President Schapiro co-bylines op-ed on the threat of academic espionage


Daily file photo by Evan-Robinson Johnson

University President Morton Schapiro addresses the class of 2023 and transfers.

Daisy Conant, Reporter

American colleges, universities and federal policymakers should work hand in hand to combat the threat of academic espionage, Northwestern president Morton Schapiro and Indiana University President Michael A. McRobbie wrote in a recent op-ed for The Hill.

In the piece, Schapiro and McRobbie — the acting chair of the Association of American Universities board of directors — dispute the “current drumbeat” of concern voiced by the intelligence community that foreign actors are exploiting the ideals of collaboration and academic freedom on American campuses to steal, attack or sabotage U.S. research and technological advances.

“This erroneous narrative holds that colleges and universities have failed to take these concerns seriously,” they wrote. “This is far from the truth.”

University-sponsored research is considered a critical pillar of Northwestern’s reputation — among other factors, the university’s climb from 10th to ninth place in the U.S. News and World Report rankings has been largely attributed to its record $797.8 million in sponsored research funding. In a statement to The Daily, Schapiro said he co-authored the piece because of how important the issue of addressing foreign threats is to American research universities.

International students, researchers and faculty — those most likely to be pinpointed as threats in this case — were also a continuously emphasized attribute of Northwestern’s campuses in the op-ed.

Despite highlighting AAU recommendations to “underscore for faculty how systematic programs of foreign influence can jeopardize core scientific and academic values of our institutions and the integrity of our research,” Schapiro and McRobbie argued it would be a “significant strategic mistake” for U.S. policymakers to question the recruitment of international students and academics to American schools or consider denying them entry altogether.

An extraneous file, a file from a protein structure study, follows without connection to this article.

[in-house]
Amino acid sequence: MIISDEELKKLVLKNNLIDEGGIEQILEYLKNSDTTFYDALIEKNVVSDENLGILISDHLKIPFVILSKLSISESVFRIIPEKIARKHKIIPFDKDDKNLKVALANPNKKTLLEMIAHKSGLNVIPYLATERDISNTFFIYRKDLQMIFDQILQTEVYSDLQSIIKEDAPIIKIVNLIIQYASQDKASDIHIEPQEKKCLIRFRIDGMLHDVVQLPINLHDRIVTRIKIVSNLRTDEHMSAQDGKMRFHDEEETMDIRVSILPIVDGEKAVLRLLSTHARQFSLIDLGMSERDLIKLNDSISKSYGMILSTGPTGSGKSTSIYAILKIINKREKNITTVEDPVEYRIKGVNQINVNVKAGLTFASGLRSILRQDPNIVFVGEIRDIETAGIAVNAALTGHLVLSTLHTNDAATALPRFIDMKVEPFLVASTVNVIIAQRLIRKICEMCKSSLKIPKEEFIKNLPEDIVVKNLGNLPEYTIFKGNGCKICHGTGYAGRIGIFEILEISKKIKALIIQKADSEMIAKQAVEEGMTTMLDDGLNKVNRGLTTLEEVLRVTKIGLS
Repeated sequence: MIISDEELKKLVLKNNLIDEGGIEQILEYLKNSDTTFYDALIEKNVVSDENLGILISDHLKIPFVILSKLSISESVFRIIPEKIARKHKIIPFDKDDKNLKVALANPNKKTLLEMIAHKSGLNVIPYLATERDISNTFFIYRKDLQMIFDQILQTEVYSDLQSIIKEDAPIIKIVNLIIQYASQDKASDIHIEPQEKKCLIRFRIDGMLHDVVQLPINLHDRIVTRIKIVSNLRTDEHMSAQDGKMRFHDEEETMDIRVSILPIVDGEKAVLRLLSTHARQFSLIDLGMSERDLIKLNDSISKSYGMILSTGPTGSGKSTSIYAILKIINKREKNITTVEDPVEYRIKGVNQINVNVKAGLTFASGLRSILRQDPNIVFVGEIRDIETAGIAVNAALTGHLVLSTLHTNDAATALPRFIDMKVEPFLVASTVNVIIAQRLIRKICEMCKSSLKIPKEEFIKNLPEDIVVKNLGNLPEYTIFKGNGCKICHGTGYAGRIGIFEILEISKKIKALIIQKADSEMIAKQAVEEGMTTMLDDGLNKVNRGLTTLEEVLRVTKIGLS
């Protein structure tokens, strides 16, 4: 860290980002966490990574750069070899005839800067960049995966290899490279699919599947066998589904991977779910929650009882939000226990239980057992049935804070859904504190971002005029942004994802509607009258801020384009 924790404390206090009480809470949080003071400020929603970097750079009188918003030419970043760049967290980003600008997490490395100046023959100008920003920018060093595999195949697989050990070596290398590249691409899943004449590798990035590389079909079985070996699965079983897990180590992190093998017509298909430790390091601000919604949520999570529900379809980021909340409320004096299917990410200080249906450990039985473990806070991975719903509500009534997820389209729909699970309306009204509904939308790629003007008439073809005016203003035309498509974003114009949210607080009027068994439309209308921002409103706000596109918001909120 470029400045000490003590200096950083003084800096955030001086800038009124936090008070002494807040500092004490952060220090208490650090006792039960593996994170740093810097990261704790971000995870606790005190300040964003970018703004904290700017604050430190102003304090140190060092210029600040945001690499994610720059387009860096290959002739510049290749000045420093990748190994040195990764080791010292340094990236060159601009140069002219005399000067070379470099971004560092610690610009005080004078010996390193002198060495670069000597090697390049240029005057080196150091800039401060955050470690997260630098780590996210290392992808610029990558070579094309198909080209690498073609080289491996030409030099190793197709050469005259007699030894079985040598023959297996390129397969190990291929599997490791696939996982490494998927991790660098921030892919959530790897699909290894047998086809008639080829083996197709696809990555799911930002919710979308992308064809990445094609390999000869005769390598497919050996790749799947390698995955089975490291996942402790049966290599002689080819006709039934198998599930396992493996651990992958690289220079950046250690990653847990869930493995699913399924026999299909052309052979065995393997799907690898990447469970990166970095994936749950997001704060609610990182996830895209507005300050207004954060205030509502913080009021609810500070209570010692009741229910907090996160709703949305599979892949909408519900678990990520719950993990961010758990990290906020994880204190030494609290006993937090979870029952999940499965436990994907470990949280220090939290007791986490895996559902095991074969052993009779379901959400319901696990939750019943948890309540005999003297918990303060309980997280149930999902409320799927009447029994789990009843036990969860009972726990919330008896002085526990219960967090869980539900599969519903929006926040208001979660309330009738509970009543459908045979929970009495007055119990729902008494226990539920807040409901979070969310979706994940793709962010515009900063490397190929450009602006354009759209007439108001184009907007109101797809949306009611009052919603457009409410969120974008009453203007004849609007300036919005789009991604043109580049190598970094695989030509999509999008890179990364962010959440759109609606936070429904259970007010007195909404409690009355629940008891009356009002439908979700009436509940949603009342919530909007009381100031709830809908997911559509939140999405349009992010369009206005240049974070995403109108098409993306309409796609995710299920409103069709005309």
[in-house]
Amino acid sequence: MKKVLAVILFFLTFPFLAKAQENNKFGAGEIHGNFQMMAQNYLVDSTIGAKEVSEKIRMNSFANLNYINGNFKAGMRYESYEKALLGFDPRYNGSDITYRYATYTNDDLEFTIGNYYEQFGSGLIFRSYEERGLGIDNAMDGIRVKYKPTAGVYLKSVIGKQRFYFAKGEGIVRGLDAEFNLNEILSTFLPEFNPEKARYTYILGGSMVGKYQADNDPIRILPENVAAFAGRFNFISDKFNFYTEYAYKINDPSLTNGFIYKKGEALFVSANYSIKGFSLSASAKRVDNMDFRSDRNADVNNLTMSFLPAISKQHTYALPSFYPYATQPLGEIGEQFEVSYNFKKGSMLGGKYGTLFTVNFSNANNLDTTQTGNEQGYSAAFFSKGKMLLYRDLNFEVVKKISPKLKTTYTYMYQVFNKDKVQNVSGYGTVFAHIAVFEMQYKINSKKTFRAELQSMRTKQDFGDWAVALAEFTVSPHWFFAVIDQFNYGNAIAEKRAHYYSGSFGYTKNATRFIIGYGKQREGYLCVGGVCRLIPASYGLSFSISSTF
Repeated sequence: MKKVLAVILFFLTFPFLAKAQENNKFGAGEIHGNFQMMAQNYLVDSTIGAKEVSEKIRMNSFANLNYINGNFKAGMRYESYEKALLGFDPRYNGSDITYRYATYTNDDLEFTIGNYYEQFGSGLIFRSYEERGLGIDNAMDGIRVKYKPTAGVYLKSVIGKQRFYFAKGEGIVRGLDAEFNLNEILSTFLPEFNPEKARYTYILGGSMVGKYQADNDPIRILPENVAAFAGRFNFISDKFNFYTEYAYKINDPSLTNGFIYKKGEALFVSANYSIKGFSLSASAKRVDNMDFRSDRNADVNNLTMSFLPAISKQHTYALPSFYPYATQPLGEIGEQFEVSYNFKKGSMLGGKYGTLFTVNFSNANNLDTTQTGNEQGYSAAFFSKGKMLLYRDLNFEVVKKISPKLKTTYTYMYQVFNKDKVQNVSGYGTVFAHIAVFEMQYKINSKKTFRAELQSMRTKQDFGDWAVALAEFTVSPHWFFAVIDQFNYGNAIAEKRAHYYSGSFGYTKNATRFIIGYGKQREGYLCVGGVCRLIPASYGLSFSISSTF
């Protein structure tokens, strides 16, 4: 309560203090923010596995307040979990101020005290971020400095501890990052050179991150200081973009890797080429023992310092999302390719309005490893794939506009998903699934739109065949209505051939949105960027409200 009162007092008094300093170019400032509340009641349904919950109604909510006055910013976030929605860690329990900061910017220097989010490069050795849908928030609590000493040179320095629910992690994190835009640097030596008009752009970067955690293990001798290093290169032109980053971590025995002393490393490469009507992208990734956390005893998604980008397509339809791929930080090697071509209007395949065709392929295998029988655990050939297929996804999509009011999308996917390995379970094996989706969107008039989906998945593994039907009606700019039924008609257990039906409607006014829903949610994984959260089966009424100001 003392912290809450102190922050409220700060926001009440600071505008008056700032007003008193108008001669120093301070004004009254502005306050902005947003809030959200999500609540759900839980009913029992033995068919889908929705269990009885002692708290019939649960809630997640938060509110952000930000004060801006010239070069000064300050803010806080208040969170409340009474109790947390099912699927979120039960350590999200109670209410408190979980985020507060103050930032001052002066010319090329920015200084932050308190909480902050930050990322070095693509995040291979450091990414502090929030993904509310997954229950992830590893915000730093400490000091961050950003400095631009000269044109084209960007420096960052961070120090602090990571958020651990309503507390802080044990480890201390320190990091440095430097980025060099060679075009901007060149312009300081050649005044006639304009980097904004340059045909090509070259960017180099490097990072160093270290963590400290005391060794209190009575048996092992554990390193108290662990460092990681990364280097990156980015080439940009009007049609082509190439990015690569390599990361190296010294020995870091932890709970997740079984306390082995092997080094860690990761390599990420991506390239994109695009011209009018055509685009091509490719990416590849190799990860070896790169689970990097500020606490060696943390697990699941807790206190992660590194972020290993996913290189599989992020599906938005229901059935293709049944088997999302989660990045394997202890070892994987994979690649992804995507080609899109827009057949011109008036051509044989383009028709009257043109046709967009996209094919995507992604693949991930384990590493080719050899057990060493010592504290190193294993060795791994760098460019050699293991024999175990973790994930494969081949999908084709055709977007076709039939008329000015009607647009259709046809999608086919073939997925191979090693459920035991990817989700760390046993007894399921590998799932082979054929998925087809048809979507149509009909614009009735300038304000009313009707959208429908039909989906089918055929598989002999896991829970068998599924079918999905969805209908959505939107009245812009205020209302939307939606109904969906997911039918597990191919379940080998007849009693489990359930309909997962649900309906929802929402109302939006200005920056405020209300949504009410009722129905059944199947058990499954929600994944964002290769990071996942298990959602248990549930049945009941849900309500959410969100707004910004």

“Closing our campuses to foreign visitors, ignoring the major contributions our international students and scholars make to the advancement of American science and abandoning the very openness that has been a central ingredient to the success of American innovation would ultimately do more harm to the U.S. research enterprise than good,” they wrote. “It would also send a horrible signal to the rest of the world.”

The presidents wrote that colleges and universities like theirs have been aggressively engaged in addressing threats of foreign interference, noting AAU-backed policies such as conducting an inventory of campus activities involving security matters and ensuring that faculty, staff and students are meeting all existing federal disclosure and export controls compliance requirements.

However, Schapiro and McRobbie acknowledged that institutions of higher learning may not be best positioned to fully secure the nation and its intellectual property. Within that vein, they voiced support for the “Securing American Science and Technology Act,” a piece of legislation introduced by Rep. Mikie Sherrill (D-N.J.) and Rep. Anthony Gonzalez (R-Ohio).

The act would establish an interagency working group that ensures that security controls are properly employed to protect national security while maintaining the free flow of fundamental scientific information, facilitating dialogue between academic and federal actors.

“Colleges and universities should continue to play their part by strengthening their protocols,” they wrote. “Federal policymakers should base any new laws or rules on what is actually happening on our college campuses rather than on a narrative that is not based in reality.”

It is not uncommon for Schapiro to use national news as a platform to voice his political convictions. In April, he co-penned a Washington Post op-ed where he claimed a “recommitment to prudence” is necessary to gain headway on issues such as climate change and minimum wage, and in June 2016 he authored a piece in The Post vocalizing support of safe spaces on college campuses.

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